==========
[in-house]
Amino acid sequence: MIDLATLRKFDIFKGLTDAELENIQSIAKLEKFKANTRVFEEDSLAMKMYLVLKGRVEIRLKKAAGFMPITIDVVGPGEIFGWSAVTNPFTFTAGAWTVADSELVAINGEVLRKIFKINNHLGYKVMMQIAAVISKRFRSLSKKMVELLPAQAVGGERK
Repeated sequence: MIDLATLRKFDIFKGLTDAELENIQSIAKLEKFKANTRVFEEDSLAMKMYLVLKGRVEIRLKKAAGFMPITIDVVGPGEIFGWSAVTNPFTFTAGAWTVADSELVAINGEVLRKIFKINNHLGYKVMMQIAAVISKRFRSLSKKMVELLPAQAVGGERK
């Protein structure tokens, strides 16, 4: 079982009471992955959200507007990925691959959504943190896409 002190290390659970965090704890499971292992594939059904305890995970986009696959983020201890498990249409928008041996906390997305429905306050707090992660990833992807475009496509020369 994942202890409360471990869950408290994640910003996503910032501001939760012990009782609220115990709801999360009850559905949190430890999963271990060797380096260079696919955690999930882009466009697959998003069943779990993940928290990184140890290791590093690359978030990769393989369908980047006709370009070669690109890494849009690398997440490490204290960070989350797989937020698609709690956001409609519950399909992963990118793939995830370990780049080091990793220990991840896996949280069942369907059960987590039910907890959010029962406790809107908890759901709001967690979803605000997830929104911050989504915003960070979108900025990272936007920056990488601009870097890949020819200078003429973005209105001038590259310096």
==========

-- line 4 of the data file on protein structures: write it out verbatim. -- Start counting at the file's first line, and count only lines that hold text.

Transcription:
């Protein structure tokens, strides 16, 4: 079982009471992955959200507007990925691959959504943190896409 002190290390659970965090704890499971292992594939059904305890995970986009696959983020201890498990249409928008041996906390997305429905306050707090992660990833992807475009496509020369 994942202890409360471990869950408290994640910003996503910032501001939760012990009782609220115990709801999360009850559905949190430890999963271990060797380096260079696919955690999930882009466009697959998003069943779990993940928290990184140890290791590093690359978030990769393989369908980047006709370009070669690109890494849009690398997440490490204290960070989350797989937020698609709690956001409609519950399909992963990118793939995830370990780049080091990793220990991840896996949280069942369907059960987590039910907890959010029962406790809107908890759901709001967690979803605000997830929104911050989504915003960070979108900025990272936007920056990488601009870097890949020819200078003429973005209105001038590259310096």